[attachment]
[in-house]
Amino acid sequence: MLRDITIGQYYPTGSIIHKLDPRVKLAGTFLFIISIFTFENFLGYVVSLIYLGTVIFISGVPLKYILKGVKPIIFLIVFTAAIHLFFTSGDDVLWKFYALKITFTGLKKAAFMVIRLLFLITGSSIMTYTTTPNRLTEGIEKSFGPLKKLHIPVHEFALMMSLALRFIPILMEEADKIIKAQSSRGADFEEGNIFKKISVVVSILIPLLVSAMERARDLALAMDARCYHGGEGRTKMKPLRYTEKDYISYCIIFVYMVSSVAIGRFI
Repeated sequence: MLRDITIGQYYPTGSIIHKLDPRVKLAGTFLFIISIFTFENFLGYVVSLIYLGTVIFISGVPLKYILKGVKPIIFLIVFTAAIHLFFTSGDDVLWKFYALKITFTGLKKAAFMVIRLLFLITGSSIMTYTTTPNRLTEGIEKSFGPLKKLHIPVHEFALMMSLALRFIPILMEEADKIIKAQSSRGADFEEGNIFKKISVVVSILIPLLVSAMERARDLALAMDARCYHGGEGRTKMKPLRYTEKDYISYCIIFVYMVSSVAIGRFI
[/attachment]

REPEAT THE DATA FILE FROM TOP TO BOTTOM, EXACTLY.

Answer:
[in-house]
Amino acid sequence: MLRDITIGQYYPTGSIIHKLDPRVKLAGTFLFIISIFTFENFLGYVVSLIYLGTVIFISGVPLKYILKGVKPIIFLIVFTAAIHLFFTSGDDVLWKFYALKITFTGLKKAAFMVIRLLFLITGSSIMTYTTTPNRLTEGIEKSFGPLKKLHIPVHEFALMMSLALRFIPILMEEADKIIKAQSSRGADFEEGNIFKKISVVVSILIPLLVSAMERARDLALAMDARCYHGGEGRTKMKPLRYTEKDYISYCIIFVYMVSSVAIGRFI
Repeated sequence: MLRDITIGQYYPTGSIIHKLDPRVKLAGTFLFIISIFTFENFLGYVVSLIYLGTVIFISGVPLKYILKGVKPIIFLIVFTAAIHLFFTSGDDVLWKFYALKITFTGLKKAAFMVIRLLFLITGSSIMTYTTTPNRLTEGIEKSFGPLKKLHIPVHEFALMMSLALRFIPILMEEADKIIKAQSSRGADFEEGNIFKKISVVVSILIPLLVSAMERARDLALAMDARCYHGGEGRTKMKPLRYTEKDYISYCIIFVYMVSSVAIGRFI